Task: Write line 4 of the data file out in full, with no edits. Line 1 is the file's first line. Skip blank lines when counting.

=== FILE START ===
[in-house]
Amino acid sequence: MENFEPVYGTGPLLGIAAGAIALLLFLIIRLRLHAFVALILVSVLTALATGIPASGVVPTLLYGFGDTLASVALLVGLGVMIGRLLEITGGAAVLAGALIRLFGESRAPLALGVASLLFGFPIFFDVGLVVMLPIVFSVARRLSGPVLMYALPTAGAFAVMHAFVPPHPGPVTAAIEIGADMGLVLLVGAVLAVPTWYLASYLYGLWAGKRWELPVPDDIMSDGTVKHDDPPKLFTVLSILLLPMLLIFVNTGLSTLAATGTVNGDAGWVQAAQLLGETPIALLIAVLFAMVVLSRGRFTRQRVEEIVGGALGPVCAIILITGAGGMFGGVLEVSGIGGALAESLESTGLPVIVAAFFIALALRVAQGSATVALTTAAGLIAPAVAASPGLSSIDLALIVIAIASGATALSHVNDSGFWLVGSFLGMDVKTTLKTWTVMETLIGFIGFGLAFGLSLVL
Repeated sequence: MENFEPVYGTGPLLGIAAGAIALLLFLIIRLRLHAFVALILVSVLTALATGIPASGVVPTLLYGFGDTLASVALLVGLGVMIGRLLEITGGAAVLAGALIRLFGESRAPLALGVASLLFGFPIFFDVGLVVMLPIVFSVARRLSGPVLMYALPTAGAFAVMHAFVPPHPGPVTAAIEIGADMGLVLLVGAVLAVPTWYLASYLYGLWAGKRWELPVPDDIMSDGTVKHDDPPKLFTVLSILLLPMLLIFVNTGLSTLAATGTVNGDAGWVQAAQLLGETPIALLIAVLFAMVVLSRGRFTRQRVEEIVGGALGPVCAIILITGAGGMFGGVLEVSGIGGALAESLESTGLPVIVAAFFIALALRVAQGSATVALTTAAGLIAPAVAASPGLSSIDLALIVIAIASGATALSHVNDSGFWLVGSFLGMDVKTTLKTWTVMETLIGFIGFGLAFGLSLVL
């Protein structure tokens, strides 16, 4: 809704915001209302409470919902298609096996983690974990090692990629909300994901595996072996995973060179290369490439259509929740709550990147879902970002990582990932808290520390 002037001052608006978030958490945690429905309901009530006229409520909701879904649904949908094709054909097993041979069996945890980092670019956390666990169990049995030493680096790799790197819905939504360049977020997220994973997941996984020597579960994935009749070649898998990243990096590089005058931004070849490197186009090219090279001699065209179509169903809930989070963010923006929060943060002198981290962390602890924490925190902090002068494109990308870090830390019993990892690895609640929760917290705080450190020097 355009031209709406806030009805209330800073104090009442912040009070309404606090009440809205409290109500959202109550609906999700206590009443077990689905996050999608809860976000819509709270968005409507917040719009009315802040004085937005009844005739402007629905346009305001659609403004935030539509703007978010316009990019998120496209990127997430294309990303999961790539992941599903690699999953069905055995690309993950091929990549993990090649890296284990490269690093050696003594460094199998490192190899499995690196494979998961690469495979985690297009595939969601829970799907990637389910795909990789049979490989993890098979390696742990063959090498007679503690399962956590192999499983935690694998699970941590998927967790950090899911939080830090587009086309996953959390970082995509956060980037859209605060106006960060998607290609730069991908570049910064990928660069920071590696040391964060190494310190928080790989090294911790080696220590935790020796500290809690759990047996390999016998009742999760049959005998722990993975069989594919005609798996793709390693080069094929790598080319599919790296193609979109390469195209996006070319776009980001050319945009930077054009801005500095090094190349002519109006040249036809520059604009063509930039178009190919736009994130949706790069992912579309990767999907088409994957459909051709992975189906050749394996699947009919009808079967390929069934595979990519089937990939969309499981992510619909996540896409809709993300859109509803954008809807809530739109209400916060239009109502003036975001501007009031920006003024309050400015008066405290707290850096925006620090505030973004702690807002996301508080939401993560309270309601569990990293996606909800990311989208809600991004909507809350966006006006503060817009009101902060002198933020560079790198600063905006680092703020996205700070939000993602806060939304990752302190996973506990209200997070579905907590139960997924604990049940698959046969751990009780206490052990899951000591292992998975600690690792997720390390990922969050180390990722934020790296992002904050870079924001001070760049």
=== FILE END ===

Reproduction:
């Protein structure tokens, strides 16, 4: 809704915001209302409470919902298609096996983690974990090692990629909300994901595996072996995973060179290369490439259509929740709550990147879902970002990582990932808290520390 002037001052608006978030958490945690429905309901009530006229409520909701879904649904949908094709054909097993041979069996945890980092670019956390666990169990049995030493680096790799790197819905939504360049977020997220994973997941996984020597579960994935009749070649898998990243990096590089005058931004070849490197186009090219090279001699065209179509169903809930989070963010923006929060943060002198981290962390602890924490925190902090002068494109990308870090830390019993990892690895609640929760917290705080450190020097 355009031209709406806030009805209330800073104090009442912040009070309404606090009440809205409290109500959202109550609906999700206590009443077990689905996050999608809860976000819509709270968005409507917040719009009315802040004085937005009844005739402007629905346009305001659609403004935030539509703007978010316009990019998120496209990127997430294309990303999961790539992941599903690699999953069905055995690309993950091929990549993990090649890296284990490269690093050696003594460094199998490192190899499995690196494979998961690469495979985690297009595939969601829970799907990637389910795909990789049979490989993890098979390696742990063959090498007679503690399962956590192999499983935690694998699970941590998927967790950090899911939080830090587009086309996953959390970082995509956060980037859209605060106006960060998607290609730069991908570049910064990928660069920071590696040391964060190494310190928080790989090294911790080696220590935790020796500290809690759990047996390999016998009742999760049959005998722990993975069989594919005609798996793709390693080069094929790598080319599919790296193609979109390469195209996006070319776009980001050319945009930077054009801005500095090094190349002519109006040249036809520059604009063509930039178009190919736009994130949706790069992912579309990767999907088409994957459909051709992975189906050749394996699947009919009808079967390929069934595979990519089937990939969309499981992510619909996540896409809709993300859109509803954008809807809530739109209400916060239009109502003036975001501007009031920006003024309050400015008066405290707290850096925006620090505030973004702690807002996301508080939401993560309270309601569990990293996606909800990311989208809600991004909507809350966006006006503060817009009101902060002198933020560079790198600063905006680092703020996205700070939000993602806060939304990752302190996973506990209200997070579905907590139960997924604990049940698959046969751990009780206490052990899951000591292992998975600690690792997720390390990922969050180390990722934020790296992002904050870079924001001070760049």